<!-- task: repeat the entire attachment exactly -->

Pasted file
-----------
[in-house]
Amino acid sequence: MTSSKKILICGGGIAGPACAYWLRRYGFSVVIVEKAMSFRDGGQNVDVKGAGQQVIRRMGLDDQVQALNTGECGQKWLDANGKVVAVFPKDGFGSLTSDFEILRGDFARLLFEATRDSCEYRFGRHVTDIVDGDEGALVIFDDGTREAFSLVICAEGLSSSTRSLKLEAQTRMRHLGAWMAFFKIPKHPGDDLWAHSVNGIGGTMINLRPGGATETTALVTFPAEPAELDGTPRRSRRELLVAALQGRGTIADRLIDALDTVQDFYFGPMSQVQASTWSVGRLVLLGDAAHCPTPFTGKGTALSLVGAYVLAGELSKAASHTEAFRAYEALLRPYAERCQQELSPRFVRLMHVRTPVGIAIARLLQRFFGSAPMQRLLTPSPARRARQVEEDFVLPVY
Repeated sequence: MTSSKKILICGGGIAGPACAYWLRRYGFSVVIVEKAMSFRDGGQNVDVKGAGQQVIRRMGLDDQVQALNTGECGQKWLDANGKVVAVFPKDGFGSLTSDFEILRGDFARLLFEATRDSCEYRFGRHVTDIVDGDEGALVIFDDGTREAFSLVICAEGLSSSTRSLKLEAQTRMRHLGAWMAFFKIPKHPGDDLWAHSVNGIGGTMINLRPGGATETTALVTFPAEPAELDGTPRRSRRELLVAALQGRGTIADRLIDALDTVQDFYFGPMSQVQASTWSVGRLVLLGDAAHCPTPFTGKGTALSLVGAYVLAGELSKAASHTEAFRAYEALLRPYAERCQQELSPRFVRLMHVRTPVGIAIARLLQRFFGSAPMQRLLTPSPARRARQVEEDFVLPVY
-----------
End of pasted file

[in-house]
Amino acid sequence: MTSSKKILICGGGIAGPACAYWLRRYGFSVVIVEKAMSFRDGGQNVDVKGAGQQVIRRMGLDDQVQALNTGECGQKWLDANGKVVAVFPKDGFGSLTSDFEILRGDFARLLFEATRDSCEYRFGRHVTDIVDGDEGALVIFDDGTREAFSLVICAEGLSSSTRSLKLEAQTRMRHLGAWMAFFKIPKHPGDDLWAHSVNGIGGTMINLRPGGATETTALVTFPAEPAELDGTPRRSRRELLVAALQGRGTIADRLIDALDTVQDFYFGPMSQVQASTWSVGRLVLLGDAAHCPTPFTGKGTALSLVGAYVLAGELSKAASHTEAFRAYEALLRPYAERCQQELSPRFVRLMHVRTPVGIAIARLLQRFFGSAPMQRLLTPSPARRARQVEEDFVLPVY
Repeated sequence: MTSSKKILICGGGIAGPACAYWLRRYGFSVVIVEKAMSFRDGGQNVDVKGAGQQVIRRMGLDDQVQALNTGECGQKWLDANGKVVAVFPKDGFGSLTSDFEILRGDFARLLFEATRDSCEYRFGRHVTDIVDGDEGALVIFDDGTREAFSLVICAEGLSSSTRSLKLEAQTRMRHLGAWMAFFKIPKHPGDDLWAHSVNGIGGTMINLRPGGATETTALVTFPAEPAELDGTPRRSRRELLVAALQGRGTIADRLIDALDTVQDFYFGPMSQVQASTWSVGRLVLLGDAAHCPTPFTGKGTALSLVGAYVLAGELSKAASHTEAFRAYEALLRPYAERCQQELSPRFVRLMHVRTPVGIAIARLLQRFFGSAPMQRLLTPSPARRARQVEEDFVLPVY